How to Grow Roses Hydroponically

Overview

Hydroponic gardens are not a new idea; they have been around for millenniums. The Babylonians, Aztecs and Chinese are a few of the historic cultures that used some form of hydroponic gardening. Since World War II, scientists and horticulturalists have been experimenting with hydroponic systems for areas where there is no land or soil adequate for traditional gardens. The latter part of the 20th century saw the commercial gardener (fruits, vegetables, herbs and ornamental plants) turn to this type of gardening, as well as the home gardener. Hydroponic gardens produce high-quality plants and produce, reduce the effects of pests and disease in crop production, and encourage faster growth in most plants. Roses have been no exception to this. Many rose producers use hydroponic systems with great success. N.F.T. (nutrient film technique) is one of several systems for hydroponic growing. N.F.T. is the most common hydroponic growing system used in rose production.

Step 1

Purchase your N.F.T. grow system. Your local garden center carries these systems; you can also purchase them through online vendors. Include tables designed for a hydroponic grow system, grow medium, rubber stall mats and grow lights in your purchases.

Step 2

Decide what type of roses to grow. There are a number of different cultivars that do well in hydroponic systems: climbing roses (require installation of a trellis system), shrub roses and modern roses (hybrid tea roses or long-stemmed roses).

Step 3

Choose your location for setting up your grow system. This can be a porch, basement, sunroom or greenhouse. A location that receives direct sunlight with little draft is optimal.

Step 4

Lay down rubber stall mats (available at your local feed store). This will keep the area surrounding your hydroponic grow system from becoming slippery when wet.

Step 5

Set up the tables and N.F.T. grow system, according to the manufacturer's instructions. Install grow lights above the grow system. These are necessary to supplement sunlight. Roses do well with 6 to 8 hours of direct sunlight every day. Growing in a basement presents the need for more light; 10 to 12 hours may be necessary to encourage growth.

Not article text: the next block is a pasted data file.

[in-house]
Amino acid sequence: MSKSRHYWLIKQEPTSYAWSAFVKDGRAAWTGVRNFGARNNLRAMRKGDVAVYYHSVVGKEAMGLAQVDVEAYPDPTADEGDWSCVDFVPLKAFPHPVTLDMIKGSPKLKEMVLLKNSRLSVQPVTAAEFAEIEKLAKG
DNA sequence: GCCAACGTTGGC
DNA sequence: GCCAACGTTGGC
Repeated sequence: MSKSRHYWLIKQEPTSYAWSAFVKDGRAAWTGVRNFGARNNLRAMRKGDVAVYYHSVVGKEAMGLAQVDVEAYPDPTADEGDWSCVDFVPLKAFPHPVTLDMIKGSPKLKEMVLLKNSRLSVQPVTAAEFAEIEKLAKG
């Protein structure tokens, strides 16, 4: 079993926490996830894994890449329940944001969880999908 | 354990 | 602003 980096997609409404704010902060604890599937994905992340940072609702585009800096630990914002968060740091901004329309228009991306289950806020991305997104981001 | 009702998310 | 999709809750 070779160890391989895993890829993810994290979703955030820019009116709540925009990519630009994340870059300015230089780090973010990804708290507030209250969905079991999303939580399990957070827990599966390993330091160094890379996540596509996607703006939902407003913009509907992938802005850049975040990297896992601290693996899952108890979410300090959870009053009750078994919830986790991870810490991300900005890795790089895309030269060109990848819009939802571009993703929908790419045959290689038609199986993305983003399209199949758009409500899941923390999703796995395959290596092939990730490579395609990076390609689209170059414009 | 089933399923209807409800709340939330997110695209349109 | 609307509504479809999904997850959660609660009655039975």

Step 6

Soak the roots of the seedlings in distilled water for at least 15 minutes. This will help remove any soil from the root systems. Plant in net pots. Your grow system should include some; purchase additional ones through your supplier.

Step 7

Mix and add grow medium to your N.F.T. system, according to the package directions. Grow medium specifically for roses are available through garden centers and online suppliers. Keep a daily check on the grow medium content of the water. If your hydroponic system did not come with a pH analyzer, you can purchase one from your local garden center. Roses prefer grow medium (hydroponic and soil) that is rich in nutrients; however, they do prefer a neutral pH between 6.5 and 7.5.

Step 8

Install a free-standing trellis system for climbing roses. They will grow toward the grow lights.

Step 9

Prune roses with hand pruners. Prune roses to remove dead, damaged branches and stems. Prune to shape shrubs and modern rose plants. Cut stems just above a healthy bud that faces the outside of the plant. Keep pruners clean and sharp to ensure smooth, clean cuts. Avoid tearing stems.

Tips and Warnings

  • Use only healthy specimens. Hydroponic systems are relatively disease-free; introducing a diseased specimen will spread disease quickly through a hydroponic system.

Things You'll Need

  • N.F.T. grow system
  • Table
  • Rubber stall mats
  • Grow lights
  • Bare-root rose seedlings
  • Distilled water
  • Net pots
  • Grow medium
  • Trellis system
  • Hand pruners

References

  • Hydroponic-Garden-Growing.com: Hydroponic Rose Gardening
  • Practical Hydroponics & Greenhouses magazine: A Rosy Future
  • SimplyHydro.com: N.F.T. Systems--Nutrient Film Technique

Who Can Help

  • University of Missouri Extension: Roses: Care After Planting
Keywords: hyrdoponic roses, hydroponic garden, hydroponic flower

About this Author

Currently residing in Myrtle Beach, SC, Tammy Curry began writing agricultural and frugal living articles in 2004. Her articles have appeared in the Mid-Atlantic Farm Chronicle and Country Family Magazine. Ms. Curry has also written SEO articles for textbroker.com. She holds an associate's degree in science from Jefferson College of Health Sciences.